A righteous forgiveness through Jesus' sacrifice (Heb 10:14)

14 because by one sacrifice he has made perfect forever those who are being made holy.

A righteous forgiveness because God is able to save completely (Heb 7:25)

25 Therefore he is able to save completely those who come to God through him, because he always lives to intercede for them.

A righteous forgiveness because Jesus was sacrificed once for all (Heb 9:28)

28 so Christ was sacrificed once to take away the sins of many people; and he will appear a second time, not to bear sin, but to bring salvation to those who are waiting for him.

 

Abraham Father of the Faithful (Rom 4:9-12)

 

9 Does this blessedness then come upon the circumcised only, or upon the uncircumcised also? For we say that faith was accounted to Abraham for righteousness.

10 How then was it accounted? While he was circumcised, or uncircumcised? Not while circumcised, but while uncircumcised.

11 And he received the sign of circumcision, a seal of the righteousness of the faith which he had while still uncircumcised, that he might be the father of all those who believe, though they are uncircumcised, that righteousness might be imputed to them also,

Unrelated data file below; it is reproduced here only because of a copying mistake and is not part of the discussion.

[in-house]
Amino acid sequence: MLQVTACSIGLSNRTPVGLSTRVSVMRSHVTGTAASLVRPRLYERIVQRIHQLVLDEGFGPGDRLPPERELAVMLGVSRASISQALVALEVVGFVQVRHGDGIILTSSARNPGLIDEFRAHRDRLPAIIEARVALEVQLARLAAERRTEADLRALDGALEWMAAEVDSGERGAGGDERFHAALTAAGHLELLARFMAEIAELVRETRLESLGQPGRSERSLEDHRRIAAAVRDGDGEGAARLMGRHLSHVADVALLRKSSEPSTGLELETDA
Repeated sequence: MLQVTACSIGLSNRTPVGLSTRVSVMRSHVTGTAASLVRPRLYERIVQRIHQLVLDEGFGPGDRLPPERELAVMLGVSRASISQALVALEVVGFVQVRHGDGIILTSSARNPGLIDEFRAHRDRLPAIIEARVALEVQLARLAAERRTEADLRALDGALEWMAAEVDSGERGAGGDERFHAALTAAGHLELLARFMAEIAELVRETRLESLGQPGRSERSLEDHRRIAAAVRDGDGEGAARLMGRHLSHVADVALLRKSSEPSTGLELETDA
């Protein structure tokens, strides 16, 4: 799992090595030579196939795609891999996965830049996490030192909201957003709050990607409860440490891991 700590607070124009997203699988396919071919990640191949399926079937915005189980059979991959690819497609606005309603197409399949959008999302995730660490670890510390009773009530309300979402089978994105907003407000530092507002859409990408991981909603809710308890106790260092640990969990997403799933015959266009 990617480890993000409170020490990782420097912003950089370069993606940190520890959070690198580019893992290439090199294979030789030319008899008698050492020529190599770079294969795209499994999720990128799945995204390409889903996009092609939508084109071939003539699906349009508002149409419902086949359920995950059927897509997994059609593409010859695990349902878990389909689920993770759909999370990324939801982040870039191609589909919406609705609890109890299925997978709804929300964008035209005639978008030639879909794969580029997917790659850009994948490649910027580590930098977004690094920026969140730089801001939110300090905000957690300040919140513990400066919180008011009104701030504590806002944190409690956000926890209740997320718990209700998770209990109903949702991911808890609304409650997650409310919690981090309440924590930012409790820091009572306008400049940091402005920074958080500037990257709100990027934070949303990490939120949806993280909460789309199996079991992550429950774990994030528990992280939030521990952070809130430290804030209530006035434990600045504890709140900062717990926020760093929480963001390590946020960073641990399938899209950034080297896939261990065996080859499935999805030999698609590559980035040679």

12 and the father of circumcision to those who not only are of the circumcision, but who also walk in the steps of the faith which our father Abraham had while still uncircumcised.

 

Faithfulness not limited to the Jews (9-10)

Intended for all because God wants everyone to come to repentance (2 Peter 3:9)

9 The Lord is not slow in keeping his promise, as some understand slowness. He is patient with you, not wanting anyone to perish, but everyone to come to repentance.

Intended for all because God wants all men to be saved (1 Tim 2:1-4)

1 I urge, then, first of all, that requests, prayers, intercession and thanksgiving be made for everyone— 2 for kings and all those in authority, that we may live peaceful and quiet lives in all godliness and holiness. 3 This is good, and pleases God our Savior, 4 who wants all men to be saved and to come to a knowledge of the truth.